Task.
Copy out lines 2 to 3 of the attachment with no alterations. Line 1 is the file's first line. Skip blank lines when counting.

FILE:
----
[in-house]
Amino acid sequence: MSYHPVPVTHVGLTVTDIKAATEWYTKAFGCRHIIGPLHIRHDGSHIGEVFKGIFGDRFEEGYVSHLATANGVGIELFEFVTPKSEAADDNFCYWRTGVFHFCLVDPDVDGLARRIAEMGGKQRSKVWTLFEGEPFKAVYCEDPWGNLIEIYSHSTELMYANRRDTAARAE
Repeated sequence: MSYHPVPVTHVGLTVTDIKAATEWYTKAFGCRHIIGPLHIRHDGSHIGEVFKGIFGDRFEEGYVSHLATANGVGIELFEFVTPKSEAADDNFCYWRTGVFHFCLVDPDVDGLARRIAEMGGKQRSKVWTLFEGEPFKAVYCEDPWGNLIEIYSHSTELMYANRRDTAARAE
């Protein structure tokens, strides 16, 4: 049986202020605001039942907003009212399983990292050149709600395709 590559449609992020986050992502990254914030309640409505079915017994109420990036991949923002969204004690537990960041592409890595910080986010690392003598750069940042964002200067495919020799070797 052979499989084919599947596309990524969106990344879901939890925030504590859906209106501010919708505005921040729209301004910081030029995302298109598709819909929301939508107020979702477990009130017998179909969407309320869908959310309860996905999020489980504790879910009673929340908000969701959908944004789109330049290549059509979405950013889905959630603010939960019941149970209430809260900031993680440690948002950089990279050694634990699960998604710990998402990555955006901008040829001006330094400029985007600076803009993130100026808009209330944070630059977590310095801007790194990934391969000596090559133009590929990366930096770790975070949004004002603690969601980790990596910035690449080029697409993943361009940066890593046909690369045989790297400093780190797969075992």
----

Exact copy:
Amino acid sequence: MSYHPVPVTHVGLTVTDIKAATEWYTKAFGCRHIIGPLHIRHDGSHIGEVFKGIFGDRFEEGYVSHLATANGVGIELFEFVTPKSEAADDNFCYWRTGVFHFCLVDPDVDGLARRIAEMGGKQRSKVWTLFEGEPFKAVYCEDPWGNLIEIYSHSTELMYANRRDTAARAE
Repeated sequence: MSYHPVPVTHVGLTVTDIKAATEWYTKAFGCRHIIGPLHIRHDGSHIGEVFKGIFGDRFEEGYVSHLATANGVGIELFEFVTPKSEAADDNFCYWRTGVFHFCLVDPDVDGLARRIAEMGGKQRSKVWTLFEGEPFKAVYCEDPWGNLIEIYSHSTELMYANRRDTAARAE